10. Regular Expression (Part 1)

Topics:
  • Regular expression
    • Text Strings
  • Metacharacters
    • Metacharacters that match a single character
    • Metacharacters that are anchors
    • Metacharacters used for repetition

Regular Expression
  • A regular expression (abbreviated regex) is
    • a series of characters
    • that you give to certain filters or utilities
    • to describe what you want to find in a line of input 
  • In a regular expression
    • most characters have their literal meaning (‘a’ means you’re looking for the letter ‘a’, space means you’re looking for a space character)
    • some characters have special meaning (similar to the shell metacharacters).  These are also called metacharacters
  • How the regular expression search engine works 
    • walk the line of input, starting from the beginning of the line
    • look for a match of the series of characters in the regular expression
    • If there is no match by the end of the line, the search engine concludes that the line is not a match
    • As soon as there is a match somewhere in the line, the search engine stops and concludes that the line is a match

Text Strings
  • A text string with letters, numbers, punctuations and spaces is the simplest regular expression. Each character in the string takes on its literal meaning
  • When you use a simple text string as a regular expression, you look for an exact match of the text string, anywhere in the line
  • Examples:
    • egrep   ‘cis18a’  input_file     
      • Lines that have   cis18a   or   mycis18a  or   cis18abc  will be sent out to screen.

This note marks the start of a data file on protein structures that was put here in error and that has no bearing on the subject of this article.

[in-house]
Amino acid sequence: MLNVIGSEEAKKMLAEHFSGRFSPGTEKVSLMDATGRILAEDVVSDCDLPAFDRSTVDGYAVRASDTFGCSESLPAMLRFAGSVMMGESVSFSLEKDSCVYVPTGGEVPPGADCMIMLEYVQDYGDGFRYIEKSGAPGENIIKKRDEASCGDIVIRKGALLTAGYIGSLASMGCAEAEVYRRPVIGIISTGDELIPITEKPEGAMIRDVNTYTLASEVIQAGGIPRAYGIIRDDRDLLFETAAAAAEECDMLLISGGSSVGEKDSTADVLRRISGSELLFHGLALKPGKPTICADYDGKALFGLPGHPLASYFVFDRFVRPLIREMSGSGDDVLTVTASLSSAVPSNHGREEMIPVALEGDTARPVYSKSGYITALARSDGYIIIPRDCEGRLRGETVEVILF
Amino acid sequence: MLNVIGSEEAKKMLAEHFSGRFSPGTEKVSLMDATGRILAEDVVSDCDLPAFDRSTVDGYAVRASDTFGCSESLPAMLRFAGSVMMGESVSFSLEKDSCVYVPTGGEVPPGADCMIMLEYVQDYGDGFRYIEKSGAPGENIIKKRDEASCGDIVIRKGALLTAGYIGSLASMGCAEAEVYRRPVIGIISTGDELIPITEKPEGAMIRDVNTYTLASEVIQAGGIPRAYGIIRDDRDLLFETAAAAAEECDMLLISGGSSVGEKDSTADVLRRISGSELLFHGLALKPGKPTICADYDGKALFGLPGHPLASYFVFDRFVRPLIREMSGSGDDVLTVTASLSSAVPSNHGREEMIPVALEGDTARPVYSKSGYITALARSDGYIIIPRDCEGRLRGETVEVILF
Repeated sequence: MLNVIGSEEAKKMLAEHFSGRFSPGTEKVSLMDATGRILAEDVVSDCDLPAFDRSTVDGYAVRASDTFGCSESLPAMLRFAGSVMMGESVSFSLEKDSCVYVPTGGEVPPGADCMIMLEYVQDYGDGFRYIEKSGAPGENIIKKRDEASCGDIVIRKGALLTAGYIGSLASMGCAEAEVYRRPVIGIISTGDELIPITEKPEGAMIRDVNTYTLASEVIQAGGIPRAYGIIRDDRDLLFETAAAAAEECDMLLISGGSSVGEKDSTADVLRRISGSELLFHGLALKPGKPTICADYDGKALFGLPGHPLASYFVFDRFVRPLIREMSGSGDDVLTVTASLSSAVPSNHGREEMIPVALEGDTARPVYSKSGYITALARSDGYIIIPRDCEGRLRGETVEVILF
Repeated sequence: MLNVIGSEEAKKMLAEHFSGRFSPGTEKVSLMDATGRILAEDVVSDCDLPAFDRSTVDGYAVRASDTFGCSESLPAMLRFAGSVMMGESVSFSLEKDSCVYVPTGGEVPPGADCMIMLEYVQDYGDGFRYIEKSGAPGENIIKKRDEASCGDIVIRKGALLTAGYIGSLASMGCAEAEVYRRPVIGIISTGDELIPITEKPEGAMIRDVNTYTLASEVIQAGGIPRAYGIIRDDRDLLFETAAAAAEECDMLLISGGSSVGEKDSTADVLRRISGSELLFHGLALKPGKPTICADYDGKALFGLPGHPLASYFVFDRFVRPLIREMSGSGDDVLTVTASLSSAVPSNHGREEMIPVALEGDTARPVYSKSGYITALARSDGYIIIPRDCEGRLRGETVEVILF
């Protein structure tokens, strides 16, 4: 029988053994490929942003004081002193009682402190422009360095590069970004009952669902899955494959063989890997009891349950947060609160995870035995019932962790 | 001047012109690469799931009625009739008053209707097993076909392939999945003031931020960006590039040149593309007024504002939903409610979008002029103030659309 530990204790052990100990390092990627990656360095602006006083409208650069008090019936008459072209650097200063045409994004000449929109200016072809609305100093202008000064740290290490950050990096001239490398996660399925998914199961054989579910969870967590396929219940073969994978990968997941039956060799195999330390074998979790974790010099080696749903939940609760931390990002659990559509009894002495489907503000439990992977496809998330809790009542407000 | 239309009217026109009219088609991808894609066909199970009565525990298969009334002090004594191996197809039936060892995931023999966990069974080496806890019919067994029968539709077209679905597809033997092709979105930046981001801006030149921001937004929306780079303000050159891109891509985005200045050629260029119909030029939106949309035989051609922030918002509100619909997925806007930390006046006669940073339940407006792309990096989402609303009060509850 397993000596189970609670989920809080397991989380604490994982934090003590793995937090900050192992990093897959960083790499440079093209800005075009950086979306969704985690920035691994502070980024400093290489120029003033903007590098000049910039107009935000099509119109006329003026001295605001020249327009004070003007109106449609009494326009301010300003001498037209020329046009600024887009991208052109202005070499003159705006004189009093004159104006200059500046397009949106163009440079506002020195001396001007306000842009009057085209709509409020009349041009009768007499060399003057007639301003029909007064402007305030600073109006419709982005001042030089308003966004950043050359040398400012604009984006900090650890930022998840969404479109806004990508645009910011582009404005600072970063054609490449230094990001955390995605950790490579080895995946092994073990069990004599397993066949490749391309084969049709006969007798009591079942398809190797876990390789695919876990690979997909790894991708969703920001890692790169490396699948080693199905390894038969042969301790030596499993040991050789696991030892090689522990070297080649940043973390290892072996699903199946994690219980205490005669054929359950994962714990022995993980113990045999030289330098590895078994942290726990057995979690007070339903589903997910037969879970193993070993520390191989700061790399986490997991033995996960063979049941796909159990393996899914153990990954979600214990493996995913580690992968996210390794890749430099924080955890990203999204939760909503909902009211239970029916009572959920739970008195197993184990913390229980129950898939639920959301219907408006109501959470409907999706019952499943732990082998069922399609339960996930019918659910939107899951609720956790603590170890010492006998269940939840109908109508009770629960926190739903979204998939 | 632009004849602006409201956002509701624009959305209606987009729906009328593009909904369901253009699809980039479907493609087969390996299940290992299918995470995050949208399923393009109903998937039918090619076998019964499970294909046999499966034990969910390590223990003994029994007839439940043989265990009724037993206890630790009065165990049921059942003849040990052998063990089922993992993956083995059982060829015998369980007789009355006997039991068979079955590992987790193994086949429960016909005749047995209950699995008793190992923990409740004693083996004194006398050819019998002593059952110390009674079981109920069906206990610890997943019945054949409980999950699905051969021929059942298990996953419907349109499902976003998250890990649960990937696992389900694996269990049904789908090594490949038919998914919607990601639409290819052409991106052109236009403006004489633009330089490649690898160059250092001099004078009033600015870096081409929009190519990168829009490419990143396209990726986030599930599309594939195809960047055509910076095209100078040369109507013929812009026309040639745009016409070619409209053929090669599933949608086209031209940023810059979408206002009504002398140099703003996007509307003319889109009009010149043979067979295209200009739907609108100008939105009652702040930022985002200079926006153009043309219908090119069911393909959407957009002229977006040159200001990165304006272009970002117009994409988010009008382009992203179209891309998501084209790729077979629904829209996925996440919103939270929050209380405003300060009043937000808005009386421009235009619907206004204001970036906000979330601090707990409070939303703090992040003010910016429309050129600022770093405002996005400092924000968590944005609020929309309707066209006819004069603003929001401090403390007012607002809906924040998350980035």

• Lines with:  Cis18a  or  CIS18A   or   cis  18a  or   cis18  will not match
    • egrep   ‘cis 18a ’  input_file     
      • All lines that have cis, followed by a space, followed by 18a, followed by a space anywhere in the line will be sent out to screen.
      • All other lines will not be sent out to screen


Metacharacters
  • In addition to simple text strings, regular expressions usually have metacharacters
  • These metacharacters make the regular expression more flexible (and thus more useful than text strings) because they allow for a range of possibilities in the search pattern. 
    • You can specify a match of ‘linux’ or ‘Linux’, for example, in the following topics are the metacharacters in the extended set of regular expression. The extended set contains more metacharacters in it than the original set of regular expression. 
  • Any character that is not a metacharacter is literal character
  • For this notes we use the utility egrep to work with the extended set of regular expression

Metacharacters that match a single character
  •  [characters]     any one character within the [ ] is a match
  •  [^characters]   any one character not within the [ ] is a match 
  •       .                     any one character that is not the end-of-line character is a match (end-of-line character is the character created by hitting the enter key)
Examples
  • egrep ‘[Ll]inux’  inputFile